Wadi Rum: Climbing in the land of Dune
The first time I traveled to Wadi Rum was for a video project. We were going to film the climbing of the area's classic routes and then paragliding from the flat, rocky summits down into the desert valleys. The project was for Epic TV, and the opportunity to travel tothe land of Dune-slash-Star Wars began to feel real.
When I was a teenager, I always dreamed of traveling to this magical land surrounded by myths and adventures worthy of Indiana Jones and Adam Ondra. I remember having a VHS of a couple of British climbers who ventured through the labyrinths of Djebel Rum and Barrah Canyon climbing, descending and walking against the clock. Since then I always wanted to travel to this inhospitable land.
The moment I had the opportunity to explore the valleys and domes combining film making with climbing, a distant dream of my adolescence came true and I began to plan what would be a discovery that marked me as a person and as a climber.
Everything they tell you about Wadi Rum is true, and yet it still falls short of the real thing. No matter how many photos and videos you see, the moment you enter the valley your head will explode from the incredible beauty that is this place.
Our contact at Rum Village is Ali Hamad, a Bedouin who for years has been running a desert camp and some houses in the village. Ali offers accommodation and infrastructure to tourists and climbers who travel to the area. His hospitality is overwhelming, and you can only expect good things from him (in fact, from the entire Bedouin community in general). Without them, we would be lost and there would be no way to move through the desert.
The Bedouins know the most beautiful corners, the Bedouin routes accessible to hikers and some of the most complex descents after climbing classic routes.
Some of the routes we had in mindwere Merlin's Wand (6a+ 150mt), Le Bal des Chameaux (V+100mt), Beauty (6b200mt), Lionheart (6b 350mt), The Pillar of Wisdom (V+/6b 350mt) and some less-known climbs.
The first thing that struck us is how remote the place is and the feeling of solitude that you get on each of the climbs. Climbing is really reserved for expert and autonomous climbing parties, since help is far away and you cannot depend on a rescue service to come in case something happens. All this makes it magical and you really need to commit. Something that personally attracted us a lot.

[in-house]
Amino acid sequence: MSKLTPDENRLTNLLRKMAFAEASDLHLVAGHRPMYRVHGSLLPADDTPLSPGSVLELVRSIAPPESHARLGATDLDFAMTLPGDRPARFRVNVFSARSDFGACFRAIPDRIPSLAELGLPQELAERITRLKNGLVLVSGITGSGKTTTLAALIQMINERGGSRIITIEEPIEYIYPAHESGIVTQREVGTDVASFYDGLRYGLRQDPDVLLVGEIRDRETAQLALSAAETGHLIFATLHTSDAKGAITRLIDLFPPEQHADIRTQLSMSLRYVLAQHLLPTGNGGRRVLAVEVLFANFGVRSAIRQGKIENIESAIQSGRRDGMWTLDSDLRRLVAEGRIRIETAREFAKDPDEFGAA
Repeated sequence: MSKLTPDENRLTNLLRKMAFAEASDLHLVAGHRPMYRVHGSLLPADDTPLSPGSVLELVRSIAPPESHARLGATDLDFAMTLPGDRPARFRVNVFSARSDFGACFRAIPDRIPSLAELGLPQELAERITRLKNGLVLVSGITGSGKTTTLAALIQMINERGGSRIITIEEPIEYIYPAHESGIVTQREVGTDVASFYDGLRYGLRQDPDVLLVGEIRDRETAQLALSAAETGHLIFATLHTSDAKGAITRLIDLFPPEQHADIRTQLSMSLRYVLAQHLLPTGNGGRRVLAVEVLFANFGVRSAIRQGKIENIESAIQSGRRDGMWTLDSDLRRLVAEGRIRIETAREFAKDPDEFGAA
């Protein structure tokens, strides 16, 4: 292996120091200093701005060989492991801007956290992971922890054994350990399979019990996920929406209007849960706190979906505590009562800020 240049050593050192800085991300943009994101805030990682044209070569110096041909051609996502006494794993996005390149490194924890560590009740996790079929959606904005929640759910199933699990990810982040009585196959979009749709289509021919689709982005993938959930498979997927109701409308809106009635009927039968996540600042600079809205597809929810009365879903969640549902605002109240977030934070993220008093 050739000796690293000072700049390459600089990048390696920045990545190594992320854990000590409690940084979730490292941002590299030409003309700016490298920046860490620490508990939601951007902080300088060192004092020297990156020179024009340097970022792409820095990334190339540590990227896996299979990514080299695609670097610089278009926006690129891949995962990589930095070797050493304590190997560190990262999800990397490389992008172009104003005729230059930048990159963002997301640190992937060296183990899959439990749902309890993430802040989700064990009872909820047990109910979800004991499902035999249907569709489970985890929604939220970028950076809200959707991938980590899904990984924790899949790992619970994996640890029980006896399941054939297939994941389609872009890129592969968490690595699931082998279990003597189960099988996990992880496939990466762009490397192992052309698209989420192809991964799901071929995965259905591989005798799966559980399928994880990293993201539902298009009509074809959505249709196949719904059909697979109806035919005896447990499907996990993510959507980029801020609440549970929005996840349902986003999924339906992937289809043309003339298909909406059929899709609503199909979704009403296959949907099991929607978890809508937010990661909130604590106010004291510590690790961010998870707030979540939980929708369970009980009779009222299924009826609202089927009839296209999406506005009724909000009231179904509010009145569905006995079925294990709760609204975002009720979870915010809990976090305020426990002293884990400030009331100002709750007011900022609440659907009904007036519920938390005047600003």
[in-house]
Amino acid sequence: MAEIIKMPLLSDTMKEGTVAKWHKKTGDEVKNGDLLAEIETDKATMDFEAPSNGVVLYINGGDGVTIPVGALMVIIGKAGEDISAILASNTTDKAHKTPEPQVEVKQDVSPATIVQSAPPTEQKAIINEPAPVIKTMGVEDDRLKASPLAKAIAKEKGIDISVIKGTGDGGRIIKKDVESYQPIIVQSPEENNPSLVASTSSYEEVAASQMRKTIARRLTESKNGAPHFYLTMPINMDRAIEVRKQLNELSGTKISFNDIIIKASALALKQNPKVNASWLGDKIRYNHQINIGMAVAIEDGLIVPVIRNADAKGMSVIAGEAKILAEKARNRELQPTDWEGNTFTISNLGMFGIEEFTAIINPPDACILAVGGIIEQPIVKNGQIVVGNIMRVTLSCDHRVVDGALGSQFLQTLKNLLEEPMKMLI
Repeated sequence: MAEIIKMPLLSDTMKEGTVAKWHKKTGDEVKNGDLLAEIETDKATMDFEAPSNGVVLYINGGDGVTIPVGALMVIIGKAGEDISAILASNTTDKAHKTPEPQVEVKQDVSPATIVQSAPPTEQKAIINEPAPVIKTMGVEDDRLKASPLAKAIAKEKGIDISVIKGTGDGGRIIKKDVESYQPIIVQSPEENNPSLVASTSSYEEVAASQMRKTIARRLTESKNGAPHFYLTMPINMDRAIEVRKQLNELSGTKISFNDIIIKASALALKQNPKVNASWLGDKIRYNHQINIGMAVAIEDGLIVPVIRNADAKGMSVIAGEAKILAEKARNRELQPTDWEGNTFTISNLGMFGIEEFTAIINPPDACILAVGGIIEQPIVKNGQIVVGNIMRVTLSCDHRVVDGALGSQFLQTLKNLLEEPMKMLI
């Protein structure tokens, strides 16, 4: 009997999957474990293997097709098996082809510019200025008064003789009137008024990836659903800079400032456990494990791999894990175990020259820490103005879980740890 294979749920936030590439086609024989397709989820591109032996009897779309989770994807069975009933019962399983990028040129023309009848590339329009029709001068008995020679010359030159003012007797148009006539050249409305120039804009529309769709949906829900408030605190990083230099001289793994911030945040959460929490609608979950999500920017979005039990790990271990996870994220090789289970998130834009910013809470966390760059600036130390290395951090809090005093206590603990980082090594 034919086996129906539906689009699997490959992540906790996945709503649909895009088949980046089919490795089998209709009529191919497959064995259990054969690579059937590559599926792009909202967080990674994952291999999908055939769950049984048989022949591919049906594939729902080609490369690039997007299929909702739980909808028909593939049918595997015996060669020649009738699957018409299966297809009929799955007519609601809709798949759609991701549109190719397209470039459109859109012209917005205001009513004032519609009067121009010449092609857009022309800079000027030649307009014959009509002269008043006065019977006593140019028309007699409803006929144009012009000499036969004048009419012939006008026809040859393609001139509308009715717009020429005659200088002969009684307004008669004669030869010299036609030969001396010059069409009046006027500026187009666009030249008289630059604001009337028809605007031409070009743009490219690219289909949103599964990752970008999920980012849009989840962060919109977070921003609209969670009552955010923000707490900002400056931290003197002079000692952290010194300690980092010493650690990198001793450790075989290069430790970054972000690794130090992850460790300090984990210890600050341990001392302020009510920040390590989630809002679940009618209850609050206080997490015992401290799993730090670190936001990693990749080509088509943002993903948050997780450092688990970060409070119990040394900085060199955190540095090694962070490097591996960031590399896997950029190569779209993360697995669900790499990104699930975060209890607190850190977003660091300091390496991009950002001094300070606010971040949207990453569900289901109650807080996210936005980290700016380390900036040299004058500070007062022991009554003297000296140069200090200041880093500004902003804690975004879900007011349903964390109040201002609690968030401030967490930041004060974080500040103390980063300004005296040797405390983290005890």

Climbing here is mostly in sandstone cracks, where cams of all sizes fit (don't forget cam number 5 and even 6 in Beauty for the upper offwidth pitches) and where there are almost no bolts. Sometimes we found pitons scattered along the routes and at some belay stations, although most of them are made with cordelettes that sometimes had to be changed due to the passage of time and the abrasion caused by the desert sand. It is highly recommended to bring a knife and spare cordelettes, as well as a head lamp in case you finish your climb at night - something very common. We ended up almost every day under the stars walking to the lodge or to our Barrah Canyon campsite where we camped.
The climbs here are surreal. But they require good orientation and correct reading of the routes, as there are next to no bolts to guide you.
Climbing the rock-face, it was so easy to go off route and get lost, something we did not want to happen...
I would recommend taking extra time for the approaches and returns. They are often longer than the book guides say and - again - it's very easy to get lost. The descents are just pure labyrinths. For example the descent from the top of Djebel Rum (after climbing the Pillar of the Wisdom) was very long and tricky. We followed the famous Hammad Route - a path that was not very visible.
One of my personal highlights of the trip. Sitting around a campfire with new friends, under the stars, and with duness tretching all around. Helps you dream of upcoming adventures...
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